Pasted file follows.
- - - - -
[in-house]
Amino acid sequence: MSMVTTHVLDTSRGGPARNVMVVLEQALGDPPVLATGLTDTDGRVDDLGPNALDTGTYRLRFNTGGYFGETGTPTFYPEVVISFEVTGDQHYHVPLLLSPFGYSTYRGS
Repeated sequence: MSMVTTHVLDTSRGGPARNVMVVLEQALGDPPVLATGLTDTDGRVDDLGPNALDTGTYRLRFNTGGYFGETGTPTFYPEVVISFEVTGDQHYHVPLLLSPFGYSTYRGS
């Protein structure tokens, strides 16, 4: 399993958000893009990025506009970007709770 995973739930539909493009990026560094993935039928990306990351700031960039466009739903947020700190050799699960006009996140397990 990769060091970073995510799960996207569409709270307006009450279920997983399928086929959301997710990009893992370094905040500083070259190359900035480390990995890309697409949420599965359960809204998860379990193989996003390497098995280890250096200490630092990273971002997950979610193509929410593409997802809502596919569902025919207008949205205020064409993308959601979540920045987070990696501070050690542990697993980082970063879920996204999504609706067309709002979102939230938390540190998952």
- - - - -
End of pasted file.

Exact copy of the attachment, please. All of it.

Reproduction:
[in-house]
Amino acid sequence: MSMVTTHVLDTSRGGPARNVMVVLEQALGDPPVLATGLTDTDGRVDDLGPNALDTGTYRLRFNTGGYFGETGTPTFYPEVVISFEVTGDQHYHVPLLLSPFGYSTYRGS
Repeated sequence: MSMVTTHVLDTSRGGPARNVMVVLEQALGDPPVLATGLTDTDGRVDDLGPNALDTGTYRLRFNTGGYFGETGTPTFYPEVVISFEVTGDQHYHVPLLLSPFGYSTYRGS
């Protein structure tokens, strides 16, 4: 399993958000893009990025506009970007709770 995973739930539909493009990026560094993935039928990306990351700031960039466009739903947020700190050799699960006009996140397990 990769060091970073995510799960996207569409709270307006009450279920997983399928086929959301997710990009893992370094905040500083070259190359900035480390990995890309697409949420599965359960809204998860379990193989996003390497098995280890250096200490630092990273971002997950979610193509929410593409997802809502596919569902025919207008949205205020064409993308959601979540920045987070990696501070050690542990697993980082970063879920996204999504609706067309709002979102939230938390540190998952």